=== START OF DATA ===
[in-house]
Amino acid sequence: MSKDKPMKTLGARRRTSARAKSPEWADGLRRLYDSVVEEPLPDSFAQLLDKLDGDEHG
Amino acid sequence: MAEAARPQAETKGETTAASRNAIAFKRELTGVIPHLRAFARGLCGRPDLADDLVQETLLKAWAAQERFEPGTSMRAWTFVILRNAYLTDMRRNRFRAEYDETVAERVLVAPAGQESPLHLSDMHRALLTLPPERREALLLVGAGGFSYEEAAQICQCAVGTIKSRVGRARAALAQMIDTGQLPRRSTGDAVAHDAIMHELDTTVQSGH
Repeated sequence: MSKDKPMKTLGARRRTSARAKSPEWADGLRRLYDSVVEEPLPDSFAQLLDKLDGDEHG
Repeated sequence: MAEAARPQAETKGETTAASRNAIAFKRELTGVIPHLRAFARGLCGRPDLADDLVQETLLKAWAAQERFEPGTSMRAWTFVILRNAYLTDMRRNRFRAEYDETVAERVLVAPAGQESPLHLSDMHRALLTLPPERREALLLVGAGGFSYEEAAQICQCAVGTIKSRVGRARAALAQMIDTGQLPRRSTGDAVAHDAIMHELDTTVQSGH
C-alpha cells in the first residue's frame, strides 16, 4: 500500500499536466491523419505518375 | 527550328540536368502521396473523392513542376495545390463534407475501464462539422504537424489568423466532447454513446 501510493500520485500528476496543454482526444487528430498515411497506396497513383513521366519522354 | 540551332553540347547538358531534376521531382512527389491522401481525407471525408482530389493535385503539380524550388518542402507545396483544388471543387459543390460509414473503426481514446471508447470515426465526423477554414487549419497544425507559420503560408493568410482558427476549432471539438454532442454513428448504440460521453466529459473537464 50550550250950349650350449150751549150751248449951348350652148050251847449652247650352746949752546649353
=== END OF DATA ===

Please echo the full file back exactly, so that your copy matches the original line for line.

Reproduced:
[in-house]
Amino acid sequence: MSKDKPMKTLGARRRTSARAKSPEWADGLRRLYDSVVEEPLPDSFAQLLDKLDGDEHG
Amino acid sequence: MAEAARPQAETKGETTAASRNAIAFKRELTGVIPHLRAFARGLCGRPDLADDLVQETLLKAWAAQERFEPGTSMRAWTFVILRNAYLTDMRRNRFRAEYDETVAERVLVAPAGQESPLHLSDMHRALLTLPPERREALLLVGAGGFSYEEAAQICQCAVGTIKSRVGRARAALAQMIDTGQLPRRSTGDAVAHDAIMHELDTTVQSGH
Repeated sequence: MSKDKPMKTLGARRRTSARAKSPEWADGLRRLYDSVVEEPLPDSFAQLLDKLDGDEHG
Repeated sequence: MAEAARPQAETKGETTAASRNAIAFKRELTGVIPHLRAFARGLCGRPDLADDLVQETLLKAWAAQERFEPGTSMRAWTFVILRNAYLTDMRRNRFRAEYDETVAERVLVAPAGQESPLHLSDMHRALLTLPPERREALLLVGAGGFSYEEAAQICQCAVGTIKSRVGRARAALAQMIDTGQLPRRSTGDAVAHDAIMHELDTTVQSGH
C-alpha cells in the first residue's frame, strides 16, 4: 500500500499536466491523419505518375 | 527550328540536368502521396473523392513542376495545390463534407475501464462539422504537424489568423466532447454513446 501510493500520485500528476496543454482526444487528430498515411497506396497513383513521366519522354 | 540551332553540347547538358531534376521531382512527389491522401481525407471525408482530389493535385503539380524550388518542402507545396483544388471543387459543390460509414473503426481514446471508447470515426465526423477554414487549419497544425507559420503560408493568410482558427476549432471539438454532442454513428448504440460521453466529459473537464 50550550250950349650350449150751549150751248449951348350652148050251847449652247650352746949752546649353